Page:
Visa continues to plan a version of its credit card reader that will work only with its debit and credit cards, it says in letter to Card Payment Processor Council
Amazon will stop accepting Visa credit cards from 8 June, Visa has warned retailers.
According to a letter sent to the Card Payment Processor Council (CPPC), released by the UK Cards Association (UKCA), Visa Inc. states that it has made the decision “based on costs” to “avoid inadvertent harm to consumers”. The CPPC, a group of card payments processing companies that collectively charge the banks and credit card companies, has been lobbying Visa to allow its plastic to be accepted at retail outlets in the UK.
The decision is a surprise. Last year, Visa CEO Alfred Kelly dismissed a plan by Amazon to use contactless payments to pay for items on its site, warning that it could negatively affect wallet usage among younger people.
The use of credit cards in the UK is generally accepted in domestic transactions and in other markets such as Australia and the US. In the UK, Visa credit cards are accepted at about a third of retail outlets in large cities and 35% of retailers in smaller towns and villages.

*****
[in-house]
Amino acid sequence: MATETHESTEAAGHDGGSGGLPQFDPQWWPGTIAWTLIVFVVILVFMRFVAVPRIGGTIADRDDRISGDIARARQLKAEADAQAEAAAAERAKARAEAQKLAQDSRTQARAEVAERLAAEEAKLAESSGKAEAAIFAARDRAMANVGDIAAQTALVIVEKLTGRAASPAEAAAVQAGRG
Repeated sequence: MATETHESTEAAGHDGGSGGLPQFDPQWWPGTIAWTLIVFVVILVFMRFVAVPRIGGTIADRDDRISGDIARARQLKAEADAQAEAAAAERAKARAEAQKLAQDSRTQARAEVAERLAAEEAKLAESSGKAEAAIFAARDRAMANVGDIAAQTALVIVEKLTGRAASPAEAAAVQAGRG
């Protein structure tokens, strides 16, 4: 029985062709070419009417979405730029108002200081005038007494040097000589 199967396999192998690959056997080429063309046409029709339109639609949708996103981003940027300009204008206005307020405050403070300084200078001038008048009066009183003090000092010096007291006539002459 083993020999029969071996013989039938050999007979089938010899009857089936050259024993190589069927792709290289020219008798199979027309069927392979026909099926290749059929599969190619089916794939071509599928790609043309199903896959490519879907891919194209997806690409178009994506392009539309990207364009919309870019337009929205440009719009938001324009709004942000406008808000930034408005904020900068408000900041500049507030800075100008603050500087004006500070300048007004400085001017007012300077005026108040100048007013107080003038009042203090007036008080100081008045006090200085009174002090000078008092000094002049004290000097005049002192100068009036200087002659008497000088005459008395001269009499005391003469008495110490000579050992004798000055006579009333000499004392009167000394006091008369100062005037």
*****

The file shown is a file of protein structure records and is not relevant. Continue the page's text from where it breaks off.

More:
Visa says it will continue to encourage retailers to participate in the UK Cardholder Scheme (UKCS), a national scheme that requires UK customers to use Visa or MasterCard credit cards to buy products in shops.
On condition of anonymity, a UK card issuer told the Guardian that his bank – which is a member of the CPPC and sometimes takes cash-back payments for Visa credit cards issued by MasterCard, a smaller competitor – had been left with very little choice but to stop processing transactions for Amazon.
“It’s pretty upsetting for banks,” the bank official said. “Why is this starting suddenly now? We’re all going to be affected.”